What bliss! As is well known on Wall Street, this specific alignment — a Democratic president, with Republican control of at least one chamber in Congress, limiting the president’s freedom of action — has been wonderful for the stock market.
In fact, it has been the best of all political variations for the stock market since 1900, with annualized gains of 10 percent, according to data from Bespoke Investment Group. The worst alignment has been the current setup, a Republican president with Democratic control of a chamber of Congress, with annualized returns of a mere 1.8 percent.
So perhaps it shouldn’t be surprising that the stock market went on a tear. Through Thursday, it was the best weekly performance in seven months, despite those rocky moments during the early stages of vote counting. Stock futures plunged overnight, then moved upward on Friday morning as the vote counting in Pennsylvania showed a Biden lead, and they oscillated throughout the day. Expect these mood swings to continue.
A divided government, one possible outcome of the still-fluid election, may not seem to be an obvious boon for a country in which more than 235,000 people have died of the coronavirus or other causes linked to it, and more than 100,000 are found to be infected every day; a country in the grips of a deep recession, one that has been all too obviously rived by deep political, social and racial conflicts.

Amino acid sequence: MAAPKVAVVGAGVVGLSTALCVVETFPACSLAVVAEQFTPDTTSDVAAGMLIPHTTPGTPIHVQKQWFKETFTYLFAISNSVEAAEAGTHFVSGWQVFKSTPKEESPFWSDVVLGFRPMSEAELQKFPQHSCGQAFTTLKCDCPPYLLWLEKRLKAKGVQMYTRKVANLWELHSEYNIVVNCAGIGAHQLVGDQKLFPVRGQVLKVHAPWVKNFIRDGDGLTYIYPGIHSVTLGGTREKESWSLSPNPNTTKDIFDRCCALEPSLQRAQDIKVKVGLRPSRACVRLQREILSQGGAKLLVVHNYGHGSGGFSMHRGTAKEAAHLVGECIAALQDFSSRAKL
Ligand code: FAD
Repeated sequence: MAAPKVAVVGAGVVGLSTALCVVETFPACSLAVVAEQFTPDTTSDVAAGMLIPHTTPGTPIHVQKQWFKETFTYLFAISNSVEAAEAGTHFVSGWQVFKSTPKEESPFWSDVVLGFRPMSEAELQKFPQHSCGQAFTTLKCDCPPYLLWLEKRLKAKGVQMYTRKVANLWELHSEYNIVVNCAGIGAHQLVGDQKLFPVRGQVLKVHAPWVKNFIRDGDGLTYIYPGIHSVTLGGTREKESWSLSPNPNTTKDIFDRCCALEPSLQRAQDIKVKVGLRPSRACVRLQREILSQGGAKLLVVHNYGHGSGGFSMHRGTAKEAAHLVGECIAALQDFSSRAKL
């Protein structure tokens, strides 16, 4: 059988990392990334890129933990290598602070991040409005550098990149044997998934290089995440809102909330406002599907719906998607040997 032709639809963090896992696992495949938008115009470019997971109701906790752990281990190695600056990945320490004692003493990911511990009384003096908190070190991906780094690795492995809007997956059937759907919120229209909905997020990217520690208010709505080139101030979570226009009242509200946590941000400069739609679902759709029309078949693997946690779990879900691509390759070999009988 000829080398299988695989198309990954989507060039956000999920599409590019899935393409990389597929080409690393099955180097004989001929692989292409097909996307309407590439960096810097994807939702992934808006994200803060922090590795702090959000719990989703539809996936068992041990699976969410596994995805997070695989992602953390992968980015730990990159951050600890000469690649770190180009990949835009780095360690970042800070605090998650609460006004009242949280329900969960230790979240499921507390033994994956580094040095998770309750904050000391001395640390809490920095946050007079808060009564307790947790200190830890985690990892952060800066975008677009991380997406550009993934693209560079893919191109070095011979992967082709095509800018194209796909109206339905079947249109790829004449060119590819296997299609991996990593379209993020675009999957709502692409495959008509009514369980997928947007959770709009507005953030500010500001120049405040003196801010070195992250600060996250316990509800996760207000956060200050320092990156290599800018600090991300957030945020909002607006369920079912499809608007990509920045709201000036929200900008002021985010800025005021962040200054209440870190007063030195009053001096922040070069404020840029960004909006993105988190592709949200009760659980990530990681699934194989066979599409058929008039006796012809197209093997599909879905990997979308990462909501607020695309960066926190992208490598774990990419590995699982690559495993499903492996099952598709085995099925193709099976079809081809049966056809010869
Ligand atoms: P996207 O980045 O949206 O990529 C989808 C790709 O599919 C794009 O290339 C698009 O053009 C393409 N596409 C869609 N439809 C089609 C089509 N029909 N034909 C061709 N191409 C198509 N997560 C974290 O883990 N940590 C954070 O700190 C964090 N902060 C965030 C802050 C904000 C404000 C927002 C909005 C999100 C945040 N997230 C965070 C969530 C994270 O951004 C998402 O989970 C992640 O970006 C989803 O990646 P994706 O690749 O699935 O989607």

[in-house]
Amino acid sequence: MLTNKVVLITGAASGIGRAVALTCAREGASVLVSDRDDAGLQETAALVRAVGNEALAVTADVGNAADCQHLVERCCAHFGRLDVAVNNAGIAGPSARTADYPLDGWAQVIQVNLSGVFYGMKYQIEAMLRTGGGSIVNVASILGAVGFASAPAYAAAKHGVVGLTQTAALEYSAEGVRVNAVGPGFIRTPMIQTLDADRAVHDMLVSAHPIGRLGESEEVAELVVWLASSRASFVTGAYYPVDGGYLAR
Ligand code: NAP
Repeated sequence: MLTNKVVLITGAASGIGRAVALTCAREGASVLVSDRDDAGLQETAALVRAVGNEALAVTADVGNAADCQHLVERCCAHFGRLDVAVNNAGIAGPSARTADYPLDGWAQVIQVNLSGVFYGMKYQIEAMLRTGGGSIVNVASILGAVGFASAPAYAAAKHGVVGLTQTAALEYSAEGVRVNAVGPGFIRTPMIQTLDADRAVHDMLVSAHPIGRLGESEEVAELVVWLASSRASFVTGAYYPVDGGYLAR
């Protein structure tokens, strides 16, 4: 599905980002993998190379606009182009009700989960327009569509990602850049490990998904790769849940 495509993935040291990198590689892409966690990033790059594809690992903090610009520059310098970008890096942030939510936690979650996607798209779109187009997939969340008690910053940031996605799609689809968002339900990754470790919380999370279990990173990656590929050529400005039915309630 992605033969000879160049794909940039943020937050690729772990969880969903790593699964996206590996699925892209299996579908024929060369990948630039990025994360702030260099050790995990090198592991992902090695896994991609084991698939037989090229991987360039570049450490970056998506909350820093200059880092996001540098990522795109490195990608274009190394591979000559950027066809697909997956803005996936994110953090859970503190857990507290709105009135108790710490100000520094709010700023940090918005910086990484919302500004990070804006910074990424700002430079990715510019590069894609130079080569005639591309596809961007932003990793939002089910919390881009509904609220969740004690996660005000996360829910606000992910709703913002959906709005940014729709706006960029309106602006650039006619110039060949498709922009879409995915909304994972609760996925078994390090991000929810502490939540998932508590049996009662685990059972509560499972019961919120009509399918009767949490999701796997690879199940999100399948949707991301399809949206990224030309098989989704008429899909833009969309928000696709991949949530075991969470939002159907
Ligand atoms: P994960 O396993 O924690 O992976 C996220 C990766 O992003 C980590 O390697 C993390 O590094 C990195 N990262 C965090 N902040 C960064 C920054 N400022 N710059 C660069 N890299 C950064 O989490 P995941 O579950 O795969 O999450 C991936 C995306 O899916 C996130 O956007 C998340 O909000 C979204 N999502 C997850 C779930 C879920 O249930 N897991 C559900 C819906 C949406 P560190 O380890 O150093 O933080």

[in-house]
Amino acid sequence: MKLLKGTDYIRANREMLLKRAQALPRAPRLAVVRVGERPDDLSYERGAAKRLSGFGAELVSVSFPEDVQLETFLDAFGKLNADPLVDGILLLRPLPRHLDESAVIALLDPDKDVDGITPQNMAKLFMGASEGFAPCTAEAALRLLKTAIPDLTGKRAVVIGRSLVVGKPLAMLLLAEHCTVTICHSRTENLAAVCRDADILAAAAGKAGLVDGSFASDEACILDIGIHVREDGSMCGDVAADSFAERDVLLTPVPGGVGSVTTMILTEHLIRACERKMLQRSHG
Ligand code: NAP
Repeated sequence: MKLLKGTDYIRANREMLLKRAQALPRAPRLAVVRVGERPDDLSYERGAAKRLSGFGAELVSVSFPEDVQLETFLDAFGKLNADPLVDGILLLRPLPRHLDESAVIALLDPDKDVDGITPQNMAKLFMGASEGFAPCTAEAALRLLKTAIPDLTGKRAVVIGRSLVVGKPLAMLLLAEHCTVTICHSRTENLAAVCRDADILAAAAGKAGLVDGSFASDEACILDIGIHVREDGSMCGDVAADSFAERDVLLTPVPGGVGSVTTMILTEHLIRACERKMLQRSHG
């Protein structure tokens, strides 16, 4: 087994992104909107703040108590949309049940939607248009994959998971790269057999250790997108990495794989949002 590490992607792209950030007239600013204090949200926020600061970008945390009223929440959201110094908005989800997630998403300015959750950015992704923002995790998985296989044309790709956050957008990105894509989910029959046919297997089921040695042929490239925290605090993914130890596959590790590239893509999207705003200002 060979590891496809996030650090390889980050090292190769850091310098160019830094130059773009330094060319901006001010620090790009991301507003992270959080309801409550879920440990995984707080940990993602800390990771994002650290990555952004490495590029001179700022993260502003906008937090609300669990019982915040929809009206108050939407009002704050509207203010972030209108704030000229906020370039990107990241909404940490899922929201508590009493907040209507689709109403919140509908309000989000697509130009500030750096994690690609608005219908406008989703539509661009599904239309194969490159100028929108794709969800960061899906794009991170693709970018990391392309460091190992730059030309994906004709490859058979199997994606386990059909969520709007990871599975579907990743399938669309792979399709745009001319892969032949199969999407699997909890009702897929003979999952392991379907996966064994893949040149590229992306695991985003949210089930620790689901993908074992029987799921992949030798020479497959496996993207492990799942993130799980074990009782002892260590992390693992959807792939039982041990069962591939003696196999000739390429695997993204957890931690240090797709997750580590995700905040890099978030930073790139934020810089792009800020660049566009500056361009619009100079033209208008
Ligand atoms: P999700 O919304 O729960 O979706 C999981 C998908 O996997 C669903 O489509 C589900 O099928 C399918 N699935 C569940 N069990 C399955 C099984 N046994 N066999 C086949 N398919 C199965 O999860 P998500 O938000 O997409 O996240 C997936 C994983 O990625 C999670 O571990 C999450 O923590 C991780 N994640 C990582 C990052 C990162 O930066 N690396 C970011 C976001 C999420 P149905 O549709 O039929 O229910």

Mr. Trump has made it clear repeatedly that whatever the vote tallies may say, these conflicts aren’t over.
The markets have been saying something, no doubt. But what?
I’d say they have been expressing deep confusion and provisional relief: bafflement at the combustible political situation in the United States, and satisfaction that matters are not (yet) much worse.
I don’t see brilliant forecasts of electoral results here, however. Instead, the markets have changed paths as rapidly as a squirrel, responding to snippets of information, not predicting events with any discernible perspicacity.